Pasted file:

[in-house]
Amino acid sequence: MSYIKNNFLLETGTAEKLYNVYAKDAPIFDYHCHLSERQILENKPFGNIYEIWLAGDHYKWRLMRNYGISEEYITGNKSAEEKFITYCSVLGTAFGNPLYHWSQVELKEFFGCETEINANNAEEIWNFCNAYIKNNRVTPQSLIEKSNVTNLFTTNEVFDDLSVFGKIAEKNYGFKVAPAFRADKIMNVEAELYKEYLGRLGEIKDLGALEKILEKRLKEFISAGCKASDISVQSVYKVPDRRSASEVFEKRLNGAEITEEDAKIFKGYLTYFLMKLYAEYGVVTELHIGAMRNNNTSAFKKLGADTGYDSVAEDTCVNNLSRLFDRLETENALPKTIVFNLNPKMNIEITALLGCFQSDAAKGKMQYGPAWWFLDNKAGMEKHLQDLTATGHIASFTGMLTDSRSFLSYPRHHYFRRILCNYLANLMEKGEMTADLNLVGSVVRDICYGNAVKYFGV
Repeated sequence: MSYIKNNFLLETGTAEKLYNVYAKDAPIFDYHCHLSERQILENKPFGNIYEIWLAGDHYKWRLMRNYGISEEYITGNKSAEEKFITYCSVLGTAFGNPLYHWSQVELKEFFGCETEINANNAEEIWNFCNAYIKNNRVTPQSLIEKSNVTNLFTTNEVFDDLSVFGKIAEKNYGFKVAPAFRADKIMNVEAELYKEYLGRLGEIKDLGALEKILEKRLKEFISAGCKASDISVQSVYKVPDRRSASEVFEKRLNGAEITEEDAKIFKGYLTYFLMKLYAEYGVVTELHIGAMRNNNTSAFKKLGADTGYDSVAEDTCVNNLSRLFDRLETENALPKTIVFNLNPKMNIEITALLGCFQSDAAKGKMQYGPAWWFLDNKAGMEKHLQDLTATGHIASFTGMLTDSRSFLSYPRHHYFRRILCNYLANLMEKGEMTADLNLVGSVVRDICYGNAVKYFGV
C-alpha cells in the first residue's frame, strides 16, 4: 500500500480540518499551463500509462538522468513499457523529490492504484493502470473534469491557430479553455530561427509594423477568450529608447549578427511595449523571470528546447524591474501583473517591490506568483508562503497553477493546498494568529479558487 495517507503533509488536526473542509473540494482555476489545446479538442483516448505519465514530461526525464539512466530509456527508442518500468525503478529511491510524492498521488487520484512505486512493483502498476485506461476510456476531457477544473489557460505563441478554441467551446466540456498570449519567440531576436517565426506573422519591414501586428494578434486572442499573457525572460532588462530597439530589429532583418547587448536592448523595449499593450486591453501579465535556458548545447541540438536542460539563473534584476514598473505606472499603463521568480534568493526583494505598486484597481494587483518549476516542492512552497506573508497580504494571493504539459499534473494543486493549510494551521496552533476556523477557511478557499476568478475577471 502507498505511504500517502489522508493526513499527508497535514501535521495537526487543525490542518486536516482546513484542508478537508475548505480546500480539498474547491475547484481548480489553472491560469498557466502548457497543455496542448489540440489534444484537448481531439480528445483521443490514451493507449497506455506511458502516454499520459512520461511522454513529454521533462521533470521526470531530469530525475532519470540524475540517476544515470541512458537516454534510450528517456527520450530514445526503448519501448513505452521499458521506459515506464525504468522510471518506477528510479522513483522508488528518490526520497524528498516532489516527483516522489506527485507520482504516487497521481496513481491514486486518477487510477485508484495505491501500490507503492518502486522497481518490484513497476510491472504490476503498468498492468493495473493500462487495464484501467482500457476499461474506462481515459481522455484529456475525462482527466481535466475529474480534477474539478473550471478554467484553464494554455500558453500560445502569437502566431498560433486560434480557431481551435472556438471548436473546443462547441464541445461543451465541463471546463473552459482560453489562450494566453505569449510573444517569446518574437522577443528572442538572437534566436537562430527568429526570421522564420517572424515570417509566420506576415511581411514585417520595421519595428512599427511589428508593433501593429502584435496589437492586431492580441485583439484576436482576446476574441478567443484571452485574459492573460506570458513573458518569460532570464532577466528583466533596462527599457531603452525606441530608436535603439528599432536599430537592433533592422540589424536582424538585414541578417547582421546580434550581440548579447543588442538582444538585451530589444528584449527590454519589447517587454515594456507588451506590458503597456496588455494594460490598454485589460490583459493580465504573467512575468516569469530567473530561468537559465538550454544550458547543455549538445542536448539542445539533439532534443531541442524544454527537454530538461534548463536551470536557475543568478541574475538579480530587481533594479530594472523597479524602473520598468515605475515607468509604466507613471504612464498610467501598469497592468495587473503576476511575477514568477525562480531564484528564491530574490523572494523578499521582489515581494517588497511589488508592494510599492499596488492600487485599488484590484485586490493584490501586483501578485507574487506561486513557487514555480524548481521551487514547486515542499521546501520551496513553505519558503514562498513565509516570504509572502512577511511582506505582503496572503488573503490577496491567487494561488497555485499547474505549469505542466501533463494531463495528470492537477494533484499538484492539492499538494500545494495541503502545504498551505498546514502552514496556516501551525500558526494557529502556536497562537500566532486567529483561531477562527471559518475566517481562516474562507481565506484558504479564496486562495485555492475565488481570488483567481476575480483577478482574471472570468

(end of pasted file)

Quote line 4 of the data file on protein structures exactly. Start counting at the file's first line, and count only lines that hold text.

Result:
C-alpha cells in the first residue's frame, strides 16, 4: 500500500480540518499551463500509462538522468513499457523529490492504484493502470473534469491557430479553455530561427509594423477568450529608447549578427511595449523571470528546447524591474501583473517591490506568483508562503497553477493546498494568529479558487 495517507503533509488536526473542509473540494482555476489545446479538442483516448505519465514530461526525464539512466530509456527508442518500468525503478529511491510524492498521488487520484512505486512493483502498476485506461476510456476531457477544473489557460505563441478554441467551446466540456498570449519567440531576436517565426506573422519591414501586428494578434486572442499573457525572460532588462530597439530589429532583418547587448536592448523595449499593450486591453501579465535556458548545447541540438536542460539563473534584476514598473505606472499603463521568480534568493526583494505598486484597481494587483518549476516542492512552497506573508497580504494571493504539459499534473494543486493549510494551521496552533476556523477557511478557499476568478475577471 502507498505511504500517502489522508493526513499527508497535514501535521495537526487543525490542518486536516482546513484542508478537508475548505480546500480539498474547491475547484481548480489553472491560469498557466502548457497543455496542448489540440489534444484537448481531439480528445483521443490514451493507449497506455506511458502516454499520459512520461511522454513529454521533462521533470521526470531530469530525475532519470540524475540517476544515470541512458537516454534510450528517456527520450530514445526503448519501448513505452521499458521506459515506464525504468522510471518506477528510479522513483522508488528518490526520497524528498516532489516527483516522489506527485507520482504516487497521481496513481491514486486518477487510477485508484495505491501500490507503492518502486522497481518490484513497476510491472504490476503498468498492468493495473493500462487495464484501467482500457476499461474506462481515459481522455484529456475525462482527466481535466475529474480534477474539478473550471478554467484553464494554455500558453500560445502569437502566431498560433486560434480557431481551435472556438471548436473546443462547441464541445461543451465541463471546463473552459482560453489562450494566453505569449510573444517569446518574437522577443528572442538572437534566436537562430527568429526570421522564420517572424515570417509566420506576415511581411514585417520595421519595428512599427511589428508593433501593429502584435496589437492586431492580441485583439484576436482576446476574441478567443484571452485574459492573460506570458513573458518569460532570464532577466528583466533596462527599457531603452525606441530608436535603439528599432536599430537592433533592422540589424536582424538585414541578417547582421546580434550581440548579447543588442538582444538585451530589444528584449527590454519589447517587454515594456507588451506590458503597456496588455494594460490598454485589460490583459493580465504573467512575468516569469530567473530561468537559465538550454544550458547543455549538445542536448539542445539533439532534443531541442524544454527537454530538461534548463536551470536557475543568478541574475538579480530587481533594479530594472523597479524602473520598468515605475515607468509604466507613471504612464498610467501598469497592468495587473503576476511575477514568477525562480531564484528564491530574490523572494523578499521582489515581494517588497511589488508592494510599492499596488492600487485599488484590484485586490493584490501586483501578485507574487506561486513557487514555480524548481521551487514547486515542499521546501520551496513553505519558503514562498513565509516570504509572502512577511511582506505582503496572503488573503490577496491567487494561488497555485499547474505549469505542466501533463494531463495528470492537477494533484499538484492539492499538494500545494495541503502545504498551505498546514502552514496556516501551525500558526494557529502556536497562537500566532486567529483561531477562527471559518475566517481562516474562507481565506484558504479564496486562495485555492475565488481570488483567481476575480483577478482574471472570468